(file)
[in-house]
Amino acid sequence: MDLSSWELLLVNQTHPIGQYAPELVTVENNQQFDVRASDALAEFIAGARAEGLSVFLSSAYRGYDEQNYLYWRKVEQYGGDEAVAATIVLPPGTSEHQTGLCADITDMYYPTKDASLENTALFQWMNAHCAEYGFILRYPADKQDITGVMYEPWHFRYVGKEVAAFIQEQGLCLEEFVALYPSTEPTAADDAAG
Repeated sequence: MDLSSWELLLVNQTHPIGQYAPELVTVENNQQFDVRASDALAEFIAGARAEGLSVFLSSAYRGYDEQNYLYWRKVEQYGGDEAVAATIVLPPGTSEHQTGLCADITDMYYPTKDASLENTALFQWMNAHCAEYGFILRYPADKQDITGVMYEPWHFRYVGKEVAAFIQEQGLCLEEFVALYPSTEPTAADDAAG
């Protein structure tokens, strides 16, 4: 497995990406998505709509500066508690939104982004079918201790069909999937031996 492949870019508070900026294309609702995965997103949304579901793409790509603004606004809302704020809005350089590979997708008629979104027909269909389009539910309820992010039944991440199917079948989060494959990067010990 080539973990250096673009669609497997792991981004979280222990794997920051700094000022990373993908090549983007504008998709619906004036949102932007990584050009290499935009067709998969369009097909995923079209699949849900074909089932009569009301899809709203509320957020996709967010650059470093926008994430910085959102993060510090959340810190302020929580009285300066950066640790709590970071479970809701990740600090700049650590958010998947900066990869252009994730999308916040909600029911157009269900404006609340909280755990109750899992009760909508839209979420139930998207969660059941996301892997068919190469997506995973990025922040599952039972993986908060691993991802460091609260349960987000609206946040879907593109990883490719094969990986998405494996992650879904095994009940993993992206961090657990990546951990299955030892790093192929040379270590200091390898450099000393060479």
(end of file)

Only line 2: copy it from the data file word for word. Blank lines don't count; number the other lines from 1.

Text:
Amino acid sequence: MDLSSWELLLVNQTHPIGQYAPELVTVENNQQFDVRASDALAEFIAGARAEGLSVFLSSAYRGYDEQNYLYWRKVEQYGGDEAVAATIVLPPGTSEHQTGLCADITDMYYPTKDASLENTALFQWMNAHCAEYGFILRYPADKQDITGVMYEPWHFRYVGKEVAAFIQEQGLCLEEFVALYPSTEPTAADDAAG